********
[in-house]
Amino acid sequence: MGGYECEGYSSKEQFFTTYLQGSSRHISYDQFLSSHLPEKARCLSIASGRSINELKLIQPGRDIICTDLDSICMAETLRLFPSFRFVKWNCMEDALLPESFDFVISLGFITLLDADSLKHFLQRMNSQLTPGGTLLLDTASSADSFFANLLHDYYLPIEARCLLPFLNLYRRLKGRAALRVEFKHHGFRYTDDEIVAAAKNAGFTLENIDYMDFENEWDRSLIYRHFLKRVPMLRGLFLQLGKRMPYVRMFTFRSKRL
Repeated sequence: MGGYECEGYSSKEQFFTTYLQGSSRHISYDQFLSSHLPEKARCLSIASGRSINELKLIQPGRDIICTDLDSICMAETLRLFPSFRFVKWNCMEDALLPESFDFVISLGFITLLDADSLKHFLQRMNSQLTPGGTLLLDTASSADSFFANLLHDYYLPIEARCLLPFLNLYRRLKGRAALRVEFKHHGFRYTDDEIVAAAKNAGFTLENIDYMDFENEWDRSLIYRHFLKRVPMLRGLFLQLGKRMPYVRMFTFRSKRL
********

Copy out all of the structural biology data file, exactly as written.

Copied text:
[in-house]
Amino acid sequence: MGGYECEGYSSKEQFFTTYLQGSSRHISYDQFLSSHLPEKARCLSIASGRSINELKLIQPGRDIICTDLDSICMAETLRLFPSFRFVKWNCMEDALLPESFDFVISLGFITLLDADSLKHFLQRMNSQLTPGGTLLLDTASSADSFFANLLHDYYLPIEARCLLPFLNLYRRLKGRAALRVEFKHHGFRYTDDEIVAAAKNAGFTLENIDYMDFENEWDRSLIYRHFLKRVPMLRGLFLQLGKRMPYVRMFTFRSKRL
Repeated sequence: MGGYECEGYSSKEQFFTTYLQGSSRHISYDQFLSSHLPEKARCLSIASGRSINELKLIQPGRDIICTDLDSICMAETLRLFPSFRFVKWNCMEDALLPESFDFVISLGFITLLDADSLKHFLQRMNSQLTPGGTLLLDTASSADSFFANLLHDYYLPIEARCLLPFLNLYRRLKGRAALRVEFKHHGFRYTDDEIVAAAKNAGFTLENIDYMDFENEWDRSLIYRHFLKRVPMLRGLFLQLGKRMPYVRMFTFRSKRL